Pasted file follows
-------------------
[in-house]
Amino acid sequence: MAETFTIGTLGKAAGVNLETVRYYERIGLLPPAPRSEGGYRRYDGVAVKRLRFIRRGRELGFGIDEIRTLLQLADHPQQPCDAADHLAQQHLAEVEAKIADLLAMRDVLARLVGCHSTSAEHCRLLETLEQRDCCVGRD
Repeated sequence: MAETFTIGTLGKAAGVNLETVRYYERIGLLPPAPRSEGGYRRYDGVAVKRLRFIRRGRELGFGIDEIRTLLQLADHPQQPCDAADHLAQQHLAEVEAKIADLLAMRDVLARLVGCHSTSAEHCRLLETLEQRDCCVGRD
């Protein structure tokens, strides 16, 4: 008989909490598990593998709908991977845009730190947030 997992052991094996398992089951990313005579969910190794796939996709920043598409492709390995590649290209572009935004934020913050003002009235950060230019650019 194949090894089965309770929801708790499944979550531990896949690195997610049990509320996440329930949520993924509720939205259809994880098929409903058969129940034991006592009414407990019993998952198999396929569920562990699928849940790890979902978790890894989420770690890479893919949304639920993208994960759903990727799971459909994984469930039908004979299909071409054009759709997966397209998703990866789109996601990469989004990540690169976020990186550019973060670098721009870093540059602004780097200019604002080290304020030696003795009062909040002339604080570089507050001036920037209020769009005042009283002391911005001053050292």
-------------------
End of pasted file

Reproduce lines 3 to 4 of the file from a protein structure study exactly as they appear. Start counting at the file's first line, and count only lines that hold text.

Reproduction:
Repeated sequence: MAETFTIGTLGKAAGVNLETVRYYERIGLLPPAPRSEGGYRRYDGVAVKRLRFIRRGRELGFGIDEIRTLLQLADHPQQPCDAADHLAQQHLAEVEAKIADLLAMRDVLARLVGCHSTSAEHCRLLETLEQRDCCVGRD
């Protein structure tokens, strides 16, 4: 008989909490598990593998709908991977845009730190947030 997992052991094996398992089951990313005579969910190794796939996709920043598409492709390995590649290209572009935004934020913050003002009235950060230019650019 194949090894089965309770929801708790499944979550531990896949690195997610049990509320996440329930949520993924509720939205259809994880098929409903058969129940034991006592009414407990019993998952198999396929569920562990699928849940790890979902978790890894989420770690890479893919949304639920993208994960759903990727799971459909994984469930039908004979299909071409054009759709997966397209998703990866789109996601990469989004990540690169976020990186550019973060670098721009870093540059602004780097200019604002080290304020030696003795009062909040002339604080570089507050001036920037209020769009005042009283002391911005001053050292």